Figure 1: Placement of guide wire using Seldinger technique

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Figure 2: Central venous catheter placed in peritoneal cavity

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Observation

Out of 5 patients, 3 were female and 2 were male (age between 46 and 62 years). Two patients were of carcinoma gallbladder and one each of carcinoma ovary, breast, and prostate. All patients were followed up till 1 month from catheter placement [Table 1]. There were no procedure-related complications during catheter insertion, and there were no major complications during follow-up. There was puncture site leak in one patient of carcinoma ovary on the 20th day of catheter insertion for which then the patient was called in the hospital and central venous catheter was removed. Catheter was functioning in all patients up to day 30 of placement. The patient and their relatives were well satisfied in terms of frequent hospital visit for paracentesis.
Table 1: Details of cases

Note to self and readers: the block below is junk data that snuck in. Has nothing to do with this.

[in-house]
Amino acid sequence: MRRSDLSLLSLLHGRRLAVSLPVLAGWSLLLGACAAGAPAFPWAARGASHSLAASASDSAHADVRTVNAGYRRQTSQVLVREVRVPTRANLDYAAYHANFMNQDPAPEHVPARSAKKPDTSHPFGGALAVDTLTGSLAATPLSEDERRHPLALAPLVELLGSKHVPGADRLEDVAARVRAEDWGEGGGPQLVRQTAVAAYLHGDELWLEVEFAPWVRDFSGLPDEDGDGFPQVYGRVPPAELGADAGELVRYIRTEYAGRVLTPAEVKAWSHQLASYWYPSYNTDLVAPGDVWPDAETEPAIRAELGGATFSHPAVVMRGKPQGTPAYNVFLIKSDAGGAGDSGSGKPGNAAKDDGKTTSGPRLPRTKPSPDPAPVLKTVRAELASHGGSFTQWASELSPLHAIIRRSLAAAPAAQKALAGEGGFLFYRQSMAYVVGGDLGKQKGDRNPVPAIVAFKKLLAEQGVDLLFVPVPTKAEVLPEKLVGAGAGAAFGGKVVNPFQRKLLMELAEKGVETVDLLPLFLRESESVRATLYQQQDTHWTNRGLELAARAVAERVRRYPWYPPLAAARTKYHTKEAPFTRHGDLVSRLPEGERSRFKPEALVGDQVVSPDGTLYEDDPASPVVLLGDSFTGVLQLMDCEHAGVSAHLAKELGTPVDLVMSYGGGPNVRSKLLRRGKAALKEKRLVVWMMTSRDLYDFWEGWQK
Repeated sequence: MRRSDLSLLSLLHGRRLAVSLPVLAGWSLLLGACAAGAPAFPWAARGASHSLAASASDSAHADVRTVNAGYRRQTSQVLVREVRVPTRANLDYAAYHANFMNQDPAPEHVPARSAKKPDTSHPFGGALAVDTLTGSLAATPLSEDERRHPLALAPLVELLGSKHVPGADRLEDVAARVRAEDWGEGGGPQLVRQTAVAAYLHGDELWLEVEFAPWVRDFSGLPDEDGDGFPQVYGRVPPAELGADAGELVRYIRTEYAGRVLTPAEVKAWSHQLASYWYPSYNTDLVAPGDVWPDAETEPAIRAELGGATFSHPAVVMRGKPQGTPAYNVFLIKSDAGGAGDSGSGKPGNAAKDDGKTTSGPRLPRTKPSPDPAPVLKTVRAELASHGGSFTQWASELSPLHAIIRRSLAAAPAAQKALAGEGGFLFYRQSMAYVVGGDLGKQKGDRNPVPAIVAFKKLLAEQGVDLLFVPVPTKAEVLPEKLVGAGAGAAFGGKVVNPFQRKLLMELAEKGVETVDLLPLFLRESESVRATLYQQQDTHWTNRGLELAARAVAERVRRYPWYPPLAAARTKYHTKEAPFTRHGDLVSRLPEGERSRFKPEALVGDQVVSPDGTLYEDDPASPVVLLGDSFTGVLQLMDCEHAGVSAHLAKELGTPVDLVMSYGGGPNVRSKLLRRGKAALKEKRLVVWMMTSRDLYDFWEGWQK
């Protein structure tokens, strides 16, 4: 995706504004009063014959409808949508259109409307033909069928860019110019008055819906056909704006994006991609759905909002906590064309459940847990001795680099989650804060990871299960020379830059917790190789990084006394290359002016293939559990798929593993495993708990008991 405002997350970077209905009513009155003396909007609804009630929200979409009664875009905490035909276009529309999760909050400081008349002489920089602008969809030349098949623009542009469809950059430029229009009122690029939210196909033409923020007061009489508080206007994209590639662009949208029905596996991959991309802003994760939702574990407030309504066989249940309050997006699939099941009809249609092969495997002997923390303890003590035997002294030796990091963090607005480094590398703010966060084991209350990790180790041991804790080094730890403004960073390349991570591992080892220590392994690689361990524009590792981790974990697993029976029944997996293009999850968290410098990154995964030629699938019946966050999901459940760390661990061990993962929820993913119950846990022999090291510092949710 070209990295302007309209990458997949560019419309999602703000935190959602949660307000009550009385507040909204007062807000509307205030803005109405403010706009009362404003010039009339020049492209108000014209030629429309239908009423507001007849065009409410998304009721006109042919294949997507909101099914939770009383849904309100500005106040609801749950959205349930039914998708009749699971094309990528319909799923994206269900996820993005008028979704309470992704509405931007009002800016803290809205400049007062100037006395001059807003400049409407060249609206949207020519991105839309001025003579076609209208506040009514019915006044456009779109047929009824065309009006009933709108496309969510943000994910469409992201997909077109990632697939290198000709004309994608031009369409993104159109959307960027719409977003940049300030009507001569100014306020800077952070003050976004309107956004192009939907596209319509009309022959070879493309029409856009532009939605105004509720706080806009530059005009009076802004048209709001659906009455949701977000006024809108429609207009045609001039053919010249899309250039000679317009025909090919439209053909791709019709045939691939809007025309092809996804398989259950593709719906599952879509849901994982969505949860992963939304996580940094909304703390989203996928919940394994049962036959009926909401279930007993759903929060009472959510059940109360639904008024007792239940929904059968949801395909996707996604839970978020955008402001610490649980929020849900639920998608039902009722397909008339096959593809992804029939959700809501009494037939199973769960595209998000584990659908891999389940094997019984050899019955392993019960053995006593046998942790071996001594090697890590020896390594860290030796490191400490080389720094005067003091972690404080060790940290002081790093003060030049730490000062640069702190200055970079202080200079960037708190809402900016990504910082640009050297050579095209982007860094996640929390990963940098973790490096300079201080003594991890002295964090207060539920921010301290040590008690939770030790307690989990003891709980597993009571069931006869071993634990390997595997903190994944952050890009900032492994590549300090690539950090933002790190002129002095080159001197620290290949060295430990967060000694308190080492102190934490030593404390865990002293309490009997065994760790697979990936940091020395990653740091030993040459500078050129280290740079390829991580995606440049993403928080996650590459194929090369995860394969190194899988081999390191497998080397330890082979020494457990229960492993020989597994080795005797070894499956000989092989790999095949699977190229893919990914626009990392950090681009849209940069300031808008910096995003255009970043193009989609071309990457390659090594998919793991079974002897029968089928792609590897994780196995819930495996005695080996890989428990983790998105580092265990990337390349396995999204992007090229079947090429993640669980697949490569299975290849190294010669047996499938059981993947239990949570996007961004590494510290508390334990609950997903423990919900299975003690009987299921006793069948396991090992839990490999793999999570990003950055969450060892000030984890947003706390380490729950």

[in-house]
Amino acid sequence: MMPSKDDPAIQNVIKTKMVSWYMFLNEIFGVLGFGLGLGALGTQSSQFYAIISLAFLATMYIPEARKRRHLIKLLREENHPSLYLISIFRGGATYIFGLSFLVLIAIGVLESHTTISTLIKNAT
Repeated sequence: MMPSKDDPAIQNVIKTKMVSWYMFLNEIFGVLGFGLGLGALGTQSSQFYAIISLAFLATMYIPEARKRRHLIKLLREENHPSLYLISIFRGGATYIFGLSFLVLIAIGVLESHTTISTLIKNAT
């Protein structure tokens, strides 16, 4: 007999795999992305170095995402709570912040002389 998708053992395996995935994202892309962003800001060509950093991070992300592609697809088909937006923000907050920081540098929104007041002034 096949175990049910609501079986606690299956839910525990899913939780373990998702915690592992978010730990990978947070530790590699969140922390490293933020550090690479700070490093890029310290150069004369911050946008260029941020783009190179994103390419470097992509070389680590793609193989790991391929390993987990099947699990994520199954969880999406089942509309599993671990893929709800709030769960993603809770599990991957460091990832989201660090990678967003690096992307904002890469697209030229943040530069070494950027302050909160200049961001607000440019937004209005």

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 » Discussion Top


There are multiple management options available such as diuretics, paracentesis, and implantable peritoneovenous shunting, but paracentesis is the mainstay for the symptom management of recurrent malignant ascites.[5] Case series suggest that approximately 90% of patients will respond symptomatically to paracentesis, with as little as a few liters of fluid removed.[6],[7] However, the effect of paracentesis is short lived and has to be repeated.[8] Repeated abdominal paracentesis requires frequent hospital trip; frequency should be guided by the patient's symptoms (distension of abdomen, pain, shortness of breath, and early satiety). Furthermore, repeated large volume paracentesis associated with multiple complications such as pain due to multiple needle puncture, hypotension, infection, intestinal perforation, hypoproteinemia, secondary peritonitis, fatigue, dizziness, and nausea contributes to the patient's dissatisfaction.[9] Patients often delay their hospital visit due to discomfort caused by procedure and wait till they experience a high level of pain and abdominal distension before scheduling their next visit.[10] Frequent hospital visits not only affect the quality of life of the patient but also it increases the burden on their caregivers. To overcome the drawback of multiple paracentesis, indwelling peritoneal drainage catheter was considered to be the first choice. Few studies reported the successful use of many different catheters for refractory ascites.[11],[12],[13]